The Farm by Joanne Ramos – ⭐⭐⭐⭐
For a 1984-ish, The Handmaid’s Tale-ish kind of story, for a read that will make you bounce back and forth between whether something is right or wrong until you’re tangled up in knots, for complex evaluations on ways of living and which is better (indignant pride and striving for what you deserve, or gratitude for everything that you have no matter how meager it may seem to others)
Golden Oaks caters to women who need or want a surrogate for their pregnancy – provided they can pay the exorbitant price. In a facility with every amenity, secretively selected women can sign on to be monitored and controlled through their 9 months of pregnancy. The promise of Golden Oaks to its clients is to deliver a perfect baby, given every advantage starting from pre-conception; its promise to its Hosts is a pile of money, more than most could dream of. Jane, an immigrant from the Philippines and a struggling single mother, is thrilled to make it through the highly competitive Host selection process at the Farm. But now pregnant, fragile, consumed with worry for her own young daughter’s well-being, Jane grows desperate to reconnect with her life outside. Yet she cannot leave the Farm or she will lose the life-changing fee she’ll receive on delivery—or worse.
The surface story within this didn’t compel me as much as the struggle to figure out who was correct in their view of Golden Oaks and their services. I don’t think I ever came up with a clear answer, but it made me consider some important questions and challenge some of my own beliefs, so that in itself made me keep reading.
To be honest, I didn’t really like any of the characters. I wasn’t really cheering anyone on, and everyone frustrated me. Perhaps that’s a fair reflection of real life though, as you’ll be frustrated by everyone at some point, right? I think as far as character building goes, I liked Ms Yu the most because her rationale for so many things was creepily messed up as far as modern standards go. Her complete unawareness of her own racist and elitist justifications was unsettling, as it felt like a look into so many people today; people who don’t even realize the issues with the way they’re viewing others.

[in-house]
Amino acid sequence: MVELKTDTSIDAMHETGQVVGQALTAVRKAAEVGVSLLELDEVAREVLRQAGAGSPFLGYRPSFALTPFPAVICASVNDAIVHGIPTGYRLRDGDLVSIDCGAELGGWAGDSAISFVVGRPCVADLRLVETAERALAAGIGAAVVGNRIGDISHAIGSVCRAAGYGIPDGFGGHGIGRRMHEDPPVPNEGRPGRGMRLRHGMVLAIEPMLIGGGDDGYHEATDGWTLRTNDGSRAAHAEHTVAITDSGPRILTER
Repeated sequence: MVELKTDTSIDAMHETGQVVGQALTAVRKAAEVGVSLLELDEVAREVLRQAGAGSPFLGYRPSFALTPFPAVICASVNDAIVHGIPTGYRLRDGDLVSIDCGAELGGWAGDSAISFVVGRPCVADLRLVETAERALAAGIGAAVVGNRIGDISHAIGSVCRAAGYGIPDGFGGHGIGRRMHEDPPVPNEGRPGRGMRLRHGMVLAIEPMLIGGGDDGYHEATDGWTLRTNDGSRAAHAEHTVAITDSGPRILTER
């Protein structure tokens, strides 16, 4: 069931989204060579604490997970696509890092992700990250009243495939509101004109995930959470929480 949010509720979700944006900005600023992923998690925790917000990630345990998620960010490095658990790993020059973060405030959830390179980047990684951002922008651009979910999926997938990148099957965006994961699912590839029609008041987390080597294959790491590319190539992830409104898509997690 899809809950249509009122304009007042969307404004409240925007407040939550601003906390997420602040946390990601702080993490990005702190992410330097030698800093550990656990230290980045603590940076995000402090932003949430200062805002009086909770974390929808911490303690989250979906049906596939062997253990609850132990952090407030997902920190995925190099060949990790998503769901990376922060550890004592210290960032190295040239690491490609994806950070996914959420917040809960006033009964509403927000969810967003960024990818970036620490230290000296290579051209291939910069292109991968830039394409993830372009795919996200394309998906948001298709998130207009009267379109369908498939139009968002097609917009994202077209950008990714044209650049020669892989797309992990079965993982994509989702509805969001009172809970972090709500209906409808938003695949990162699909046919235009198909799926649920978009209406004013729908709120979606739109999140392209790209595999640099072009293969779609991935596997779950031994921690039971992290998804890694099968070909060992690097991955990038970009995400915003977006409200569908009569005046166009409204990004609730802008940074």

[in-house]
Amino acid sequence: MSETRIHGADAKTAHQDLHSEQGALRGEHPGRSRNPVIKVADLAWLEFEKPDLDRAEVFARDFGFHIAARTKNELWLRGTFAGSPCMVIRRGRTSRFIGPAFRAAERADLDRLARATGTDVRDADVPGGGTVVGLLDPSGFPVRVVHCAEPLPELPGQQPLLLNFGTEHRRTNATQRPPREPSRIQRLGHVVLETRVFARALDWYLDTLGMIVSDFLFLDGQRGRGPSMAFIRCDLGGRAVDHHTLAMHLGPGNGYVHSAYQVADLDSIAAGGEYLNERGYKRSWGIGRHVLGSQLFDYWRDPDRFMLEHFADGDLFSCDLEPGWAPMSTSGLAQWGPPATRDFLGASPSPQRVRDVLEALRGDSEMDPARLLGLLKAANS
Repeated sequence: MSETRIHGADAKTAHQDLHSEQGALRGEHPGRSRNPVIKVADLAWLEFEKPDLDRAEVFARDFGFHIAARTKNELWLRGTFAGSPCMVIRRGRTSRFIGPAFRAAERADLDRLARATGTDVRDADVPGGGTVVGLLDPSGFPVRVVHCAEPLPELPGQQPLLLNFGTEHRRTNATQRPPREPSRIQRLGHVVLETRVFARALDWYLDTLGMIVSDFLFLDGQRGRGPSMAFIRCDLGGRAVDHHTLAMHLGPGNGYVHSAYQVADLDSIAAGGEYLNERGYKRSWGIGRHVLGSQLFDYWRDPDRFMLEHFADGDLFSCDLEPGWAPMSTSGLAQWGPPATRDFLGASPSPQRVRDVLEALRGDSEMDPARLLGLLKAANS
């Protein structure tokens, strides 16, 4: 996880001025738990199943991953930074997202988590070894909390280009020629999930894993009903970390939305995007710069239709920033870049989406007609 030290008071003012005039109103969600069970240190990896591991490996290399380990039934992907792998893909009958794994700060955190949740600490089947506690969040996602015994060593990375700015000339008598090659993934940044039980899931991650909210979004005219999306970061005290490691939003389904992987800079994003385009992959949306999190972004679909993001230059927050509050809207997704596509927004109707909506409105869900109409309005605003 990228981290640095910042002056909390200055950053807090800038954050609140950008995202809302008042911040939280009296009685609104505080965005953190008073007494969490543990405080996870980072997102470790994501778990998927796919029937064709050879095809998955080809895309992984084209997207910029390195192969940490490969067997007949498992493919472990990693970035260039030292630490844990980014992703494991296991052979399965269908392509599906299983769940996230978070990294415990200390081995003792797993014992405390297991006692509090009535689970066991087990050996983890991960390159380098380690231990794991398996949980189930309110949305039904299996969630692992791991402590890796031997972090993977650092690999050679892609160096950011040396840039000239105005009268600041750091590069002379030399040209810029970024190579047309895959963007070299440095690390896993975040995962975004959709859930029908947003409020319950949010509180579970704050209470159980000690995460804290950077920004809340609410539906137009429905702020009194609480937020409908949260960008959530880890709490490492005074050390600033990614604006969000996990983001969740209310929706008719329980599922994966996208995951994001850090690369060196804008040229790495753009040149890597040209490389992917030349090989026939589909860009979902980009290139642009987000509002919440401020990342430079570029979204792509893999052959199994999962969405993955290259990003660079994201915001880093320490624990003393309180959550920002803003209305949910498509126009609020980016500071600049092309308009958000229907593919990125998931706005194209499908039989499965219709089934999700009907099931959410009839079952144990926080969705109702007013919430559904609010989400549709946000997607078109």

The ending felt abrupt. I felt like I had a bit of whiplash in wondering why it cut off where it did and picked up spontaneously after. Ms Yu’s decision was also odd to me. I very much appreciated the look contrasting Ms Yu, Reagan, and Jane’s perspectives of that end result though, as it highlighted the best and worst about each, and made it really difficult to point to one and say, “Clearly that is the correct way to see it.” It felt very much like reality in that way.
What kept me reading this book, despite my revulsion at phrases like a baby “stewing in her sour broth,” was how the rationale of each character made me question everything. When I read from each character’s viewpoint, I understood where they were coming from and sometimes begrudgingly admitted that they made sense in a way, even when my morality or ethics were recoiling in horror from that thought.
To link this to another book I just finished reading, of a very different genre mind you, Reagan is like Hermione and Jane is like house elves in Harry Potter and the Goblet of Fire. Reagan insists to Jane that the way she is living is confined, manipulated, unfair, unjust. Jane insists she’s lucky to have what she does, and grateful for her opportunities even if it benefits others more than her. Brief HP4 synopsis of that reference for comparison: Hermione insists to the house elves that they should want to be freed and their current life of servitude is wrong and unjust, but the house elves are appalled and horrified that she would say such a thing since they love to serve and live to serve. In both cases, the question becomes: Can you, should you, force your view of freedom onto someone who truly doesn’t want it?
And of course, there’s the obvious creep-factor or hyper rich people paying for a weird baby farm. I’ve just started reading the Handmaid’s Tale, and having read The Farm first almost feels like the prologue to it.
PS – it took me until like 3/4 of the way through to realize that the cover was pregnant bellies and not just abstract wavy lines. -_-
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